Questions from the Sandwich Generation
The snow and winter are finally getting behind us and spring yard projects are being started. Your parents have seemed to have had a tough winter — colds, accidents, etc; and you wonder if you are the only person with questions. Life today is active, especially for women aged 45 — 55 who care for both their parents and children. These are the people caught in the “sandwich generation”.
People caught in the sandwich generation seem to have many of the same questions. This month’s column will ask some of those questions.
QUESTION: Mom and dad have been married for years. When they got married their marriage vows said: “they become as one”. Now, mom has a problem with memory and dad wants to call the doctors today to ask: what are her medical conditions; and what are any possible treatments. Mom really cannot answer for herself and dad did not go with her to the doctor. He is asking if he can ask the medical office by phone about his wife.
ANSWER: No, people should discuss healthcare and financial powers of attorney (POA) while they are healthy. A proper POA would allow dad to ask questions for his wife.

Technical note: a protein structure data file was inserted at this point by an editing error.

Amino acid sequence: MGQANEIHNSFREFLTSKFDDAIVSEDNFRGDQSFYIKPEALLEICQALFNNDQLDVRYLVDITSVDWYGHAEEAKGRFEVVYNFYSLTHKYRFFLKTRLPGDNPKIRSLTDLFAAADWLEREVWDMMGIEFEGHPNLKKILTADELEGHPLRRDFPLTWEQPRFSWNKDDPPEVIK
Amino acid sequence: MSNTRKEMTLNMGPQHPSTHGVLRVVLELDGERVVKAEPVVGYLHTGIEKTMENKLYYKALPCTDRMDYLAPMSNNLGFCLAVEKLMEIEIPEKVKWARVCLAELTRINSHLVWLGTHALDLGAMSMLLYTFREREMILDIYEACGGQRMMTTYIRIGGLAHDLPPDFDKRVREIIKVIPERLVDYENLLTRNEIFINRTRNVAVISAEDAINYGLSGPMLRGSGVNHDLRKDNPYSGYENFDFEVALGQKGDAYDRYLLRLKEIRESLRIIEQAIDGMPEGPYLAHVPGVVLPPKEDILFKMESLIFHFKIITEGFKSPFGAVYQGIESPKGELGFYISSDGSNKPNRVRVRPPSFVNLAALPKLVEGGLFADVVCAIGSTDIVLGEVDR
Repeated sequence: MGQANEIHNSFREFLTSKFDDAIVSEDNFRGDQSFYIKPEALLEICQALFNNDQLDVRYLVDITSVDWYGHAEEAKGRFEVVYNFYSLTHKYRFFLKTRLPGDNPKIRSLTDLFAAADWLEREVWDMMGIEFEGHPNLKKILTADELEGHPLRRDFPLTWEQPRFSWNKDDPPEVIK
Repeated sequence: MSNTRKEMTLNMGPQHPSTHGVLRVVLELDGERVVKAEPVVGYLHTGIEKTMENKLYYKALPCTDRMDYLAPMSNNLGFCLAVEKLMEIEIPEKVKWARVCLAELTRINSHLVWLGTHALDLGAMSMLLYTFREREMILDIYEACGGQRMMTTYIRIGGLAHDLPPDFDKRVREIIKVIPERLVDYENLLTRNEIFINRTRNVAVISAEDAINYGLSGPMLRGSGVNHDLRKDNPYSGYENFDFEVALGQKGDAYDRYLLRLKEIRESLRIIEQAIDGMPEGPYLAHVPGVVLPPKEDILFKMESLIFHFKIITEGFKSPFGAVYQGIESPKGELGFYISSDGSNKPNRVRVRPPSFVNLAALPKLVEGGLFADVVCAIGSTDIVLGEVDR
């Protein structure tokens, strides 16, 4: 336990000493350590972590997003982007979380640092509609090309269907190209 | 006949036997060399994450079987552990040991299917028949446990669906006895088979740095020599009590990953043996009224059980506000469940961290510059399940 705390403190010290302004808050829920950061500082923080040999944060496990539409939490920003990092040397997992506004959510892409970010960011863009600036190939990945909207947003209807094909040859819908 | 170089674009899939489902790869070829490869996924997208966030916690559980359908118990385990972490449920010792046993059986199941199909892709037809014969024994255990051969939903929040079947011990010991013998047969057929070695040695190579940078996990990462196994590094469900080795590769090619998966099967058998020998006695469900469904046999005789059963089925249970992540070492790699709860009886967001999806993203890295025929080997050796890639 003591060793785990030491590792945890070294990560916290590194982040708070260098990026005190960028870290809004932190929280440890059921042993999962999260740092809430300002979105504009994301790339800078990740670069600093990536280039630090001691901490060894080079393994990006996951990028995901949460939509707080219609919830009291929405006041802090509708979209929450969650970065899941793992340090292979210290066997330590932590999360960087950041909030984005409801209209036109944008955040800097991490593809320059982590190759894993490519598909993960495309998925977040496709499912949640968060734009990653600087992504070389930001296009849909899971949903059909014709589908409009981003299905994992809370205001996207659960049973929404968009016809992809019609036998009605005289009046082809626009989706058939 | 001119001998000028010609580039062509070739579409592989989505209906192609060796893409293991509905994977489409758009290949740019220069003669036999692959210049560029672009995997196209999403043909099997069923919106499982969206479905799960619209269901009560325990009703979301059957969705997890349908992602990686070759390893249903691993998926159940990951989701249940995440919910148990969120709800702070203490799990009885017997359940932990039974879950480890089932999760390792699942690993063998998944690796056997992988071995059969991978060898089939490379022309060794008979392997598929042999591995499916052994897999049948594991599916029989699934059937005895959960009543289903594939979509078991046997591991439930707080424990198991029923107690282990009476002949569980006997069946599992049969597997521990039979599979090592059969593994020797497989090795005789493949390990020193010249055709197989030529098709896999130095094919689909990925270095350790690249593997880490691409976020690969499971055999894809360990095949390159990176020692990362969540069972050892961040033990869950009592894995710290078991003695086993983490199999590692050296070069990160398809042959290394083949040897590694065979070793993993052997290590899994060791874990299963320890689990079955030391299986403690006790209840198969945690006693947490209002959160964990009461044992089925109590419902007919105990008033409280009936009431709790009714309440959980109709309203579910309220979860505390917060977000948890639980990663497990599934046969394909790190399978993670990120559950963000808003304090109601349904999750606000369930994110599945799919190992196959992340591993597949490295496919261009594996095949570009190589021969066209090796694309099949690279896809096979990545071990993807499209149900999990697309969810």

QUESTION: Dad has not filled out his POA papers, because he does not have any of his property sold or discussions made about his healthcare. Does a completed POA take his right to make a decision away?
ANSWER: No, usually people must be found incompetent to make that decision on their own before a POA would become active. This will become a medical and legal question, but financial POAs may be written with safeguards.
QUESTION: Dad wants to prepare for future health needs, so he is gathering information and giving you his notes — Is this a good idea or a waste of time?
ANSWER: Talking and reviewing dad’s notes is a very good idea. Dad is making you aware of his wishes for future events. This can present an opportunity for a quality discussion. Someday, you may find this information to provide you with a sense of peace.
QUESTION: Mom has dementia and we are worried that mom will wander away from her home. Is this common?
ANSWER, Yes, according to the Alzheimer’s Assoc. about 60% of people with the disease will wander. There may be wander bracelets available for your loved one.
QUESTION: A friend tells you: all assisted living homes are alike. Is this true?
ANSWER: No, homes may be Assisted or Supportive living and be similar. Supportive Living will allow a person to spend down to Medicaid and stay in that facility. However many other differences exist. See our website for more differences and more commonly asked questions.
Coordinating care for your children and parents simultaneously is not easy. What can you do to manage this? Three words of advice: Plan, Plan, and Plan. Legal, financial, residential, mental, and physical healthcare elements must be addressed prior to a crisis. A sandwich generationer should guide their parent through these issues while being careful not to take all control away from a parent. Once again, it is important to start talking, making suggestions, and guiding early, do not wait for a crisis.